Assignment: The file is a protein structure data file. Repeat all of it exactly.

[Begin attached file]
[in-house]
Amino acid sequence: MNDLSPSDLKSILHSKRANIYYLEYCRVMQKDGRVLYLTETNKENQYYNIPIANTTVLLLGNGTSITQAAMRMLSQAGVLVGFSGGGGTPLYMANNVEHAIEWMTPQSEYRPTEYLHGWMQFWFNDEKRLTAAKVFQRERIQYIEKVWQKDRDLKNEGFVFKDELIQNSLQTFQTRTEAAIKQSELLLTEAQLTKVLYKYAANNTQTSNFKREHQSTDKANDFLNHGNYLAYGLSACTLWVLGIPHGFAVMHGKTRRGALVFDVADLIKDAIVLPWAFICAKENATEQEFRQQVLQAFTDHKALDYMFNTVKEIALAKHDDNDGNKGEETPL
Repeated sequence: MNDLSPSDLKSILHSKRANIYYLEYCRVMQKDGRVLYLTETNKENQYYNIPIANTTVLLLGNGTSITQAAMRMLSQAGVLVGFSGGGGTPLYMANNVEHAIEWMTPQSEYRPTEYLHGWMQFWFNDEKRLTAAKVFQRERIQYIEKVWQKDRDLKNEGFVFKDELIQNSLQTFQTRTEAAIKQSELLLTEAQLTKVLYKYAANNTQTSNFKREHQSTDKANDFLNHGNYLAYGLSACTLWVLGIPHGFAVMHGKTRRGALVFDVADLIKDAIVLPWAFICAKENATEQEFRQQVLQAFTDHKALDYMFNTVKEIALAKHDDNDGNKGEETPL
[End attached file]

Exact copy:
[in-house]
Amino acid sequence: MNDLSPSDLKSILHSKRANIYYLEYCRVMQKDGRVLYLTETNKENQYYNIPIANTTVLLLGNGTSITQAAMRMLSQAGVLVGFSGGGGTPLYMANNVEHAIEWMTPQSEYRPTEYLHGWMQFWFNDEKRLTAAKVFQRERIQYIEKVWQKDRDLKNEGFVFKDELIQNSLQTFQTRTEAAIKQSELLLTEAQLTKVLYKYAANNTQTSNFKREHQSTDKANDFLNHGNYLAYGLSACTLWVLGIPHGFAVMHGKTRRGALVFDVADLIKDAIVLPWAFICAKENATEQEFRQQVLQAFTDHKALDYMFNTVKEIALAKHDDNDGNKGEETPL
Repeated sequence: MNDLSPSDLKSILHSKRANIYYLEYCRVMQKDGRVLYLTETNKENQYYNIPIANTTVLLLGNGTSITQAAMRMLSQAGVLVGFSGGGGTPLYMANNVEHAIEWMTPQSEYRPTEYLHGWMQFWFNDEKRLTAAKVFQRERIQYIEKVWQKDRDLKNEGFVFKDELIQNSLQTFQTRTEAAIKQSELLLTEAQLTKVLYKYAANNTQTSNFKREHQSTDKANDFLNHGNYLAYGLSACTLWVLGIPHGFAVMHGKTRRGALVFDVADLIKDAIVLPWAFICAKENATEQEFRQQVLQAFTDHKALDYMFNTVKEIALAKHDDNDGNKGEETPL